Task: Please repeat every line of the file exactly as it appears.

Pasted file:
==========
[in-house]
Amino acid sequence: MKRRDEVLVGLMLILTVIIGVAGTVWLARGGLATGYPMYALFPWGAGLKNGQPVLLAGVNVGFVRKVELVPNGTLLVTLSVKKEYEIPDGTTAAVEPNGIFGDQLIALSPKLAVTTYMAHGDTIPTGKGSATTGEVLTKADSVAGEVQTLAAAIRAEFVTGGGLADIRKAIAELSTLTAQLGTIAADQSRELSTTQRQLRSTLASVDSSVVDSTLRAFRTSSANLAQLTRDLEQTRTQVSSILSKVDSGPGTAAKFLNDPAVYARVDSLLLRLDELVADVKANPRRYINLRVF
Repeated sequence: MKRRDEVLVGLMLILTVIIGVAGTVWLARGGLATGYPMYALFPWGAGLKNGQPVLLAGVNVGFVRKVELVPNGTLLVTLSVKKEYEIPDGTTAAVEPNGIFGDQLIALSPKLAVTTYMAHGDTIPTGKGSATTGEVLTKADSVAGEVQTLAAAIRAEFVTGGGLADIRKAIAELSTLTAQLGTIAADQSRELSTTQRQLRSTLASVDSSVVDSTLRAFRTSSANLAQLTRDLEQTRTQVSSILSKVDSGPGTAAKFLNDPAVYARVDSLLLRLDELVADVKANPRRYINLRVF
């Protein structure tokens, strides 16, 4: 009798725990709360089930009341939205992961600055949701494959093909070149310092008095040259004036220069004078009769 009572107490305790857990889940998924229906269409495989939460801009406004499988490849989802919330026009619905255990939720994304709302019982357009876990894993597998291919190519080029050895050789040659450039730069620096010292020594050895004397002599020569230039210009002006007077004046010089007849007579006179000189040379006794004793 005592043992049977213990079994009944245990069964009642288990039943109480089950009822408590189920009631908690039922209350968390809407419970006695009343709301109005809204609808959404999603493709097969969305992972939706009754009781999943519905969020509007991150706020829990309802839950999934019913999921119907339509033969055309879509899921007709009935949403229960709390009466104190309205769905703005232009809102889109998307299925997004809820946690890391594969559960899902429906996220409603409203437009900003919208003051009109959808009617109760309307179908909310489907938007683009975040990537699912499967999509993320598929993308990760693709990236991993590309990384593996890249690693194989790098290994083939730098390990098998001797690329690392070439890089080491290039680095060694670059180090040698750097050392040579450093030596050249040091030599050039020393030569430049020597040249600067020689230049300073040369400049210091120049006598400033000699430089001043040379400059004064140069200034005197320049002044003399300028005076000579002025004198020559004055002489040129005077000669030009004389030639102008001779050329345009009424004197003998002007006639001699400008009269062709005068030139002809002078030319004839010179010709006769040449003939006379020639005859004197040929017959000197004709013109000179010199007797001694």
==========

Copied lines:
[in-house]
Amino acid sequence: MKRRDEVLVGLMLILTVIIGVAGTVWLARGGLATGYPMYALFPWGAGLKNGQPVLLAGVNVGFVRKVELVPNGTLLVTLSVKKEYEIPDGTTAAVEPNGIFGDQLIALSPKLAVTTYMAHGDTIPTGKGSATTGEVLTKADSVAGEVQTLAAAIRAEFVTGGGLADIRKAIAELSTLTAQLGTIAADQSRELSTTQRQLRSTLASVDSSVVDSTLRAFRTSSANLAQLTRDLEQTRTQVSSILSKVDSGPGTAAKFLNDPAVYARVDSLLLRLDELVADVKANPRRYINLRVF
Repeated sequence: MKRRDEVLVGLMLILTVIIGVAGTVWLARGGLATGYPMYALFPWGAGLKNGQPVLLAGVNVGFVRKVELVPNGTLLVTLSVKKEYEIPDGTTAAVEPNGIFGDQLIALSPKLAVTTYMAHGDTIPTGKGSATTGEVLTKADSVAGEVQTLAAAIRAEFVTGGGLADIRKAIAELSTLTAQLGTIAADQSRELSTTQRQLRSTLASVDSSVVDSTLRAFRTSSANLAQLTRDLEQTRTQVSSILSKVDSGPGTAAKFLNDPAVYARVDSLLLRLDELVADVKANPRRYINLRVF
């Protein structure tokens, strides 16, 4: 009798725990709360089930009341939205992961600055949701494959093909070149310092008095040259004036220069004078009769 009572107490305790857990889940998924229906269409495989939460801009406004499988490849989802919330026009619905255990939720994304709302019982357009876990894993597998291919190519080029050895050789040659450039730069620096010292020594050895004397002599020569230039210009002006007077004046010089007849007579006179000189040379006794004793 005592043992049977213990079994009944245990069964009642288990039943109480089950009822408590189920009631908690039922209350968390809407419970006695009343709301109005809204609808959404999603493709097969969305992972939706009754009781999943519905969020509007991150706020829990309802839950999934019913999921119907339509033969055309879509899921007709009935949403229960709390009466104190309205769905703005232009809102889109998307299925997004809820946690890391594969559960899902429906996220409603409203437009900003919208003051009109959808009617109760309307179908909310489907938007683009975040990537699912499967999509993320598929993308990760693709990236991993590309990384593996890249690693194989790098290994083939730098390990098998001797690329690392070439890089080491290039680095060694670059180090040698750097050392040579450093030596050249040091030599050039020393030569430049020597040249600067020689230049300073040369400049210091120049006598400033000699430089001043040379400059004064140069200034005197320049002044003399300028005076000579002025004198020559004055002489040129005077000669030009004389030639102008001779050329345009009424004197003998002007006639001699400008009269062709005068030139002809002078030319004839010179010709006769040449003939006379020639005859004197040929017959000197004709013109000179010199007797001694």